Haberdashery is a drug

20160723_103423The traditional haberdasher is a dying breed, certainly so far as the UK high street is concerned.  I vividly remember childhood trips with my mother to our local haberdasher.  It was a large shop arranged over two storeys, huge cylinders of heavy furnishing fabric lining the walls.  Upstairs on the first floor were the pattern books, where I could (and frequently did) spend hours browsing, enjoying the images and the deferred pleasure of choosing a fabric once I’d settled on a pattern.  That shop is long gone but thanks to a large local immigrant population, an adjacent street is full of small shops selling bolts of iridescent, sparkling sari silks, block printed cottons and lurexes.  I expect children visit those shops experiencing just the same rush of excitement.

Just as the high street haberdasher has evolved, so has the specialist.  Online presence is essential but lucky London and Paris dwellers have access to two really exceptional treasure troves.  If you have not yet discovered them, or if you are visiting either capital, these places are not to be missed.

L20160723_103352ondon’s Marylebone is home to the gorgeous V V Rouleaux.  One window invites you to peruse rack upon rack of velvet, satin or petersham ribbon in every imaginable colour.  The other window showcases a display of hats sporting some of their exotic trimmings.  Inside, it feels a little like a kind of mad milliners’ rainforest – ribbons dangle like lianas; brightly-coloured plumage flashes across your path, furry beasts lurk in the corners, button eyes glitter out of the shadows.  It is a completely overwhelming experience.

On a more serious note, the range of trimmings on offer is simply astounding and includes unique vintage stock as well as modern products.  Best of all they also offer all kinds of tutorials and not only for millinery but trimming for any purpose, whether clothing, accessories or home furnishing.  A word of warning before you go: allow time to explore this shop. On my first visit I lost track of time completely and ended up hot-footing it off down the street, late for my next appointment.  Haberdashery can do that.

20160811_124304Paris’s Ultramod was established in the nineteenth century in what used to be the milliners’ quarter of the city.  By the 1920s it had diversified into haberdashery, gradually amassing stocks of ribbons and trimmings of all kinds, most of which it managed to preserve through two world wars.  This keen sense of preservation seems to have set the business model that it still follows today.  On one side of rue de Choiseul, you find the modern haberdasher, filled to the rafters with reel upon reel of brightly coloured thread, racks of buttons, rolls of fabric and all kinds of sewing equipment.  On the opposite side, open only on request, is the specialist millinery shop still selling the historic stock amassed by the owners over more than a century.  Here you will find dusty wooden cartwheel brim blocks, nestling alongside 1960s turban hats, while racks of fur felt cones line the walls.  If you ask, they can show you box after box of antique veiling in more patterns than you could possibly imagine.  As you wander between the racks, you get the distinct feeling that coming upon a gallic Miss Havisham, perfectly-preserved and still shopping for her hats would not come as any surprise.    It is a time capsule, a place of endless discovery and a box of delights.20160811_130205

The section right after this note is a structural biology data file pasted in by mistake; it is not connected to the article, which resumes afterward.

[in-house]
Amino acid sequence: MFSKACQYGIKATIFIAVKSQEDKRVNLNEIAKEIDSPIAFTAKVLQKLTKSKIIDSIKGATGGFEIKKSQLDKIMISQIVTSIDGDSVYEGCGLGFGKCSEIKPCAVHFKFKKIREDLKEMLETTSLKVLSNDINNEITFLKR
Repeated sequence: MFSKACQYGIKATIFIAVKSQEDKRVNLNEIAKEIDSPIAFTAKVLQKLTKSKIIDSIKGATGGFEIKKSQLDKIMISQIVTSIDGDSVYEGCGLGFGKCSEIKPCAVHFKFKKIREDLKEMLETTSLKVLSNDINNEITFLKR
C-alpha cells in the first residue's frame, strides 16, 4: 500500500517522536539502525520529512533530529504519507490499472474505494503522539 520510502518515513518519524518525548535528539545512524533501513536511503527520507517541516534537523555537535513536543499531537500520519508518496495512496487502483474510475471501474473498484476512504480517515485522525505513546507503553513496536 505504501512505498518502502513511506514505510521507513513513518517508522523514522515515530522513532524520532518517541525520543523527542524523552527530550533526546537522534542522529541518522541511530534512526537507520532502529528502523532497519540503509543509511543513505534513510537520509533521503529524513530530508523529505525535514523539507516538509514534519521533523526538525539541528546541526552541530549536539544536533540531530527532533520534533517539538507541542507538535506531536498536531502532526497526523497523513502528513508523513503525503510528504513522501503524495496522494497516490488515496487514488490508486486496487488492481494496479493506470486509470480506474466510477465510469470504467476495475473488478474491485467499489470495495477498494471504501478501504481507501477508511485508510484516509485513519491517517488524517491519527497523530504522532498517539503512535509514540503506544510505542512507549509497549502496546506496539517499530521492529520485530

Not to be outdone, Manhattan still has some marvellous haberdashers and millinery suppliers in its garment district.  Check out the top locations, recommended by the ladies at Atelier Millinery and by Albertus Swanepoel to plan your walking tour.



A makers guide to New York


3 thoughts on “Haberdashery is a drug

  1. Hi lovely article but must tell you there is one more amazing haberdashery to add to your list! It’s called ‘the old haberdashery’ and is based in ticehurst, East Sussex. @theoldhaberdashery and there is a Facebook page.
    Best wishes
    Marilyn Bridger


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